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Client/Guide Ratio: 2:1

USFS Whitney Zone fee, guides climbing and safety gear, tents, cooking gear and 1 dinner, climbing helmet (reservation required).

Does not include:
Personal items on gear list, 2 trail lunches and one breakfast.

Operating on a non-discriminating basis under Special Use Permit, Inyo National Forest.

Mt. Whitney

Mt. Whitney East Face III 5.6     2-3 Days

This is truly a historic and classic route. This was the preferred route chosen by Steve Roper and Allen Steck to be included in their book, Fifty Classic Climbs in North America". It provides excellent climbing on great rock, following an interesting line of weakness in the mighty face. It is a testament to the route finding, skills and climbing ability of the first ascent party. It remains one of our absolute favorite climbs in the ASI program.

Cost: Custom Rates

Custom dates 

The Approach:
From Whitney Portal (8,268') we begin via the "old trail" directly to the North Fork of Lone Pine Creek. The recently relocated climbers path on the northside of the creek makes travel easier than it used to be. After a few creek crossings we find the "Matterhorn shaped" boulder that marks the access to the infamous Ebersbacher Ledges. This is the class 2-3 passage that allows reasonable access to bypass the alder-choked steep drainage of the North Fork. These ledges require attentive climbing with an overnight pack and impecable route finding to keep the ascent safe.

After a bit more ascent of the steep northside of the canyon, we arrive at Lower Boy Scout Lake with a feeling we have arrived in the true "high country" (about 3 hrs). From here we ascend a large talus slope, cross a creek above a waterfall and ascend to Upper Boy Scout Lake (4 hrs) we continue our ascent rounding a corner to the sudden close-up view of the East Face of the Whitney Massif. This memorable Patagonia like view is of world class grandure. Continuing on a path through scree and talus takes us either the Waterfall route or the sandy ascent option to our highcamp at Iceberg Lake (12,700' - 6 hrs).

This strenuous approach is challenging both from the elevation and the elevation gain as well. However, it is rewarded by one of the most spectacular climbers camps in the world. It makes the entire trip far more interesting than camping anywhere lower on the route.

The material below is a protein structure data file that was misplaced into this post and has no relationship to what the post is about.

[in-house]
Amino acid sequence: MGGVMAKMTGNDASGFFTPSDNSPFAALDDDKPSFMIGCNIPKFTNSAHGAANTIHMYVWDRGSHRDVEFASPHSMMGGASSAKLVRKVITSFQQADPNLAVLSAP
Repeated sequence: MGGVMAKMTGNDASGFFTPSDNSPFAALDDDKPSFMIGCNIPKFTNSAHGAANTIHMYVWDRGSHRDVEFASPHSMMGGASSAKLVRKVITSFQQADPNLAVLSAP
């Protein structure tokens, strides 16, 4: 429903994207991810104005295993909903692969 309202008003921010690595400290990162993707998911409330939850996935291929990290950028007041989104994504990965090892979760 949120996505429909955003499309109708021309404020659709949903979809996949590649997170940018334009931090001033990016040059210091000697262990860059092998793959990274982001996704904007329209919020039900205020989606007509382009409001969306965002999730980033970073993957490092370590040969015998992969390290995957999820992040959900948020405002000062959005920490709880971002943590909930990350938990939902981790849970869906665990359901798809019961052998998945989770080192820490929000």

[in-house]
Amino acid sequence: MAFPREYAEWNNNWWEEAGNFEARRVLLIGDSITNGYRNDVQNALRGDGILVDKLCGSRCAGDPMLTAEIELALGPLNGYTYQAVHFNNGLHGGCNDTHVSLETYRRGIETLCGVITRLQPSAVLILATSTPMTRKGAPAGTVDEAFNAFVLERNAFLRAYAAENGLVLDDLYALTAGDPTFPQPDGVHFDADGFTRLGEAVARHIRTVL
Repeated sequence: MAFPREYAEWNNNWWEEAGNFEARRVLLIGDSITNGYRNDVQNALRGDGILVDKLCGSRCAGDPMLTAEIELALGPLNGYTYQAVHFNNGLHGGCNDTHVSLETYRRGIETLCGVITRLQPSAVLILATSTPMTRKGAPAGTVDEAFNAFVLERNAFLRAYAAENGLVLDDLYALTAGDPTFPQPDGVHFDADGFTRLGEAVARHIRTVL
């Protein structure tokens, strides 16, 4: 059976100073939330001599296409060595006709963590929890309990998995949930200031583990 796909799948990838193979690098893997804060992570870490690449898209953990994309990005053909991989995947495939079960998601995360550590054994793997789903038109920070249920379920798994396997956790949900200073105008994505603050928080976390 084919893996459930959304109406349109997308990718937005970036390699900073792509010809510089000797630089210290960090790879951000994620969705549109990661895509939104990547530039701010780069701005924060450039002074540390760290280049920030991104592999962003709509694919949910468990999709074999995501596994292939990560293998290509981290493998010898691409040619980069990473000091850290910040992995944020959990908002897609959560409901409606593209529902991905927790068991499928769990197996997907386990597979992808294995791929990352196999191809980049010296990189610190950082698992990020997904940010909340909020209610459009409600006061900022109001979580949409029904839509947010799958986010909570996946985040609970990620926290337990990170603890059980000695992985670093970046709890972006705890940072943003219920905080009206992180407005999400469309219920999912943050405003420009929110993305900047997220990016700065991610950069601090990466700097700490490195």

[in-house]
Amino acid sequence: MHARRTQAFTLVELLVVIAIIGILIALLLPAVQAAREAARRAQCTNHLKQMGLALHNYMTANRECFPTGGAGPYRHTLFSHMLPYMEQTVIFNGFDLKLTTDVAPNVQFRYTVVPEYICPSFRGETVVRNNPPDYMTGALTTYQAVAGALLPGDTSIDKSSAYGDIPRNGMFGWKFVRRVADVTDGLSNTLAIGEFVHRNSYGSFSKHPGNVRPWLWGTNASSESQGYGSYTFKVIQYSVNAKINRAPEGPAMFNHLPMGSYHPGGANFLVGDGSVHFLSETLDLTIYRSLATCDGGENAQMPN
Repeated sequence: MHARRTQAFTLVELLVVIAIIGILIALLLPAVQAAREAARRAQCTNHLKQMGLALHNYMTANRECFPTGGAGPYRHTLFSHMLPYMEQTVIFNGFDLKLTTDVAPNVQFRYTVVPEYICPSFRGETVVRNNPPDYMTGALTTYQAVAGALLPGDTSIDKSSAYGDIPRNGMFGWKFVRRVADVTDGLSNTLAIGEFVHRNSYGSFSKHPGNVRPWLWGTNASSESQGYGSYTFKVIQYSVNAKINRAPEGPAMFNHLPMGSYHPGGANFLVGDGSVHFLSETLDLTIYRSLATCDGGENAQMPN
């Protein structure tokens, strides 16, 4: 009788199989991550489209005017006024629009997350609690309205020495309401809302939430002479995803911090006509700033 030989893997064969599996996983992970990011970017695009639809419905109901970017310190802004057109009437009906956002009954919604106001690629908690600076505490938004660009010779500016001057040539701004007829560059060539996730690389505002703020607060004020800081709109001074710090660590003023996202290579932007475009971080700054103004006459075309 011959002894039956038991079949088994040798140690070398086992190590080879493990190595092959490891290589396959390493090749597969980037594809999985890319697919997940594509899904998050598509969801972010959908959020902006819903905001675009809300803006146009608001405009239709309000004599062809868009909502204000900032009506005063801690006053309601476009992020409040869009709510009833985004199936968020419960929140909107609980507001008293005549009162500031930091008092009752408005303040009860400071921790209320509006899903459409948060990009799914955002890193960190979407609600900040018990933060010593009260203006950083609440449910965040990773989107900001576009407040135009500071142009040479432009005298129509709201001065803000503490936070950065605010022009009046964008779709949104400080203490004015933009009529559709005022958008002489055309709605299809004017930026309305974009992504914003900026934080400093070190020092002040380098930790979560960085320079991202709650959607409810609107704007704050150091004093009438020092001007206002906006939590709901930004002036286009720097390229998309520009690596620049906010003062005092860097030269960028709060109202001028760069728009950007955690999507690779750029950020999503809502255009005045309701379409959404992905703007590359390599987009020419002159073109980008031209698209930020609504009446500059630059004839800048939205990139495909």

The Climb:
Leaving camp near dawn, we quickly gain elevation by scrambling easy class 2 & 3 to the notch between First and Second Tower. The first pitch ascends a pleasant ramp up and left to a ledge and the Tower Traverse. This involves some steps down and left on friction holds for the feet with hands mostly for balance. The pitch is completed with a short flaring and slanting chimney to a comfortable belay ledge.

A few traverse moves up and left lead to The Washboard, a well named undulating feature that is quickly climbed in 3 pitches and is mostly class 3. The last belay is at the top beneath the formiddable towering corner of the upper Great Book. The next pitch has an awkward move or two at the start and ends at the top shoulder to the left of the steep wall above. Next, climb down the other side of the shoulder and traverse ledges deep into the corner.

Above is the infamous Fresh Air Traverse pitch. Climb up with the traverse out of view. Step left to find the ledge with the notch that must be bridged with a wide step with enormous exposure. After a few steps up, left then up again you'll find the belay at the base of a steep chimney. This broken chimney pitch ends at the base of the Giant Staircase or Grand Staircase as it was originally called.

Two pitches of zig zaging with a strenuous move leads to a belay beneath the Exit Crack. This pitch contains the technically hardest move on the climb. It involves reaching in the corner crack to find hidden holds then stemming the corner. From here, there are many options to the summit. The easiest is to first traverse up and right to join the top of the East Buttress and climb two more pitches. One climbs through a tunnel under a chockstone, the second up, left then up again to the summit. 13 pitches in all (about 4-6 hrs from Iceberg Lake).

The Descent:
From the summit, we descend the sloping plateau to the west. We choose one of two descent variations of the Mountaineer's Route depending on the amount of snow or ice in the upper chutes of the north face to the prominant notch that gives access to the east facing couloir. We descend this couloir back to Iceberg Lake (2 hrs). We mostly retrace our ascent route back to Whitney Portal with the exception of one varriation below Iceberg Lake (4 hrs from Iceberg Lake).

Cardiovascular conditioning: prepare with at least 3-4, 40 min+ aerobic workouts per week including hill running, biking, or hard-hill hiking with a pack and ski poles. Strength training for upper body including pullups and practice climbing. Pre-climb acclimatization recommended to include hiking and sleeping at 8,000' or higher 1 or 2 days before the climb.

  • Expereince climbing 5.6 or greater with a top-rope
  • Previous rappeling experience
  • Previous multi-pitch climbing recommended
  • Mountain hiking
  • Familiar with modern, light-weight overnight equipment
  • Very good physical condition prepared for over 6,000' of elevation gain and loss in 2 days (see physical condition description)

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